Source: Capital IQ, a division of Standard & Poor's and author's calculations, based on data from same.

The game plan
Unless you're investing in individually selected stocks, rather than through index funds, I recommend being underweight the broad U.S. stock market and bonds. Holding cash doesn't make sense unless none of the alternatives do. By and large, that's  the case right now. When -- not "if" -- asset prices become more consistent with economic reality, that cash will come in mighty handy.

Be wary of pundits who are goading investors into chasing returns. Here are three more reasons you're being set up to fail.

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Fool contributor Alex Dumortier, CFA has no beneficial interest in any of the companies mentioned in this article. AFLAC and UnitedHealth Group are Motley Fool Stock Advisor recommendations. Pfizer and UnitedHealth are Motley Fool Inside Value picks. The Fool owns shares of UnitedHealth. Try any of our Foolish newsletter services free for 30 days. The Fool has a disclosure policy.

Read/Post Comments (19) | Recommend This Article (37)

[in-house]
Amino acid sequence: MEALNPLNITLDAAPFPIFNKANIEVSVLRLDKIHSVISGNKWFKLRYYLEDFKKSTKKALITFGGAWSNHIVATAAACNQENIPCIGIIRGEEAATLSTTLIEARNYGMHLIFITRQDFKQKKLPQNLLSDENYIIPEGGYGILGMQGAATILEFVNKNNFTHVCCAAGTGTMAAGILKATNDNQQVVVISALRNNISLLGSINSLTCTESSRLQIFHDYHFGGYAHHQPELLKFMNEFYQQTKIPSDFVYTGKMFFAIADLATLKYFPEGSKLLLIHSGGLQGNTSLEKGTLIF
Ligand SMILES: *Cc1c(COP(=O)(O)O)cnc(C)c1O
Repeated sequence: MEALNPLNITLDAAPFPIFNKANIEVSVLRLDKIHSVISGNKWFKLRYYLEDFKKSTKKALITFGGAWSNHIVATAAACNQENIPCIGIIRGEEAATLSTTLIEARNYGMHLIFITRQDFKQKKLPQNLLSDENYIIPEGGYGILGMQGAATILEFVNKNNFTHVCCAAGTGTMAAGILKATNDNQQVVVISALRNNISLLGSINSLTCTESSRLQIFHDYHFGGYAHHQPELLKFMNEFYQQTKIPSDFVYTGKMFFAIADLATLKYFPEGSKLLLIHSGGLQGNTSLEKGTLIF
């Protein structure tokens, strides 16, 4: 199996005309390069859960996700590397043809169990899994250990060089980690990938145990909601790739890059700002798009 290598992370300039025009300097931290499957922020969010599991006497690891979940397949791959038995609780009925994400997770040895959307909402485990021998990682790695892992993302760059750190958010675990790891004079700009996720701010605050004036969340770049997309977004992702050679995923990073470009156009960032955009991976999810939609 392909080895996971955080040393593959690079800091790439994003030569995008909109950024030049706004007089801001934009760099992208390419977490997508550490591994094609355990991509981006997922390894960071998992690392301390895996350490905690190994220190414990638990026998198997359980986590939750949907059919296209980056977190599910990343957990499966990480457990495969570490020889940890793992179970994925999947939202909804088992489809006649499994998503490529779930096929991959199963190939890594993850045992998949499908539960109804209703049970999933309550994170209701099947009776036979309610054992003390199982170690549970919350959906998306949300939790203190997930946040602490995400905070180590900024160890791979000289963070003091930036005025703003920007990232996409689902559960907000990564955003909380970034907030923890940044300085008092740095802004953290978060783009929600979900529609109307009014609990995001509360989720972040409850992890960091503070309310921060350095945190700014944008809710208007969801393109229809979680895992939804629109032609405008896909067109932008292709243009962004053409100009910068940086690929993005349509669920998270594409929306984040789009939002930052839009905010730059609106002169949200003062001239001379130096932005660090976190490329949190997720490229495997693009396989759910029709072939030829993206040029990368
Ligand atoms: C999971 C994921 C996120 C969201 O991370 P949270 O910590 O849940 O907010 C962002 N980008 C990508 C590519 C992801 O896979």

Comments from our Foolish Readers

Help us keep this a respectfully Foolish area! This is a place for our readers to discuss, debate, and learn more about the Foolish investing topic you read about above. Help us keep it clean and safe. If you believe a comment is abusive or otherwise violates our Fool's Rules, please report it via the Report this Comment Report this Comment icon found on every comment.

  • Report this Comment On December 01, 2009, at 5:30 PM, shockmeee wrote:

    No remarks about gold and silver? That seems like a major oversight since the metals are vastly out-performing all other investment classes.

  • Report this Comment On December 01, 2009, at 5:36 PM, bretco wrote:

    "No risk of capital loss ? "

    Ever hear of something called inflation ?

  • Report this Comment On December 01, 2009, at 5:42 PM, Howard1ii wrote:

    This only confirms that consistent dividend paying stocks have to be part of any plan

  • Report this Comment On December 01, 2009, at 5:56 PM, CatTrades wrote: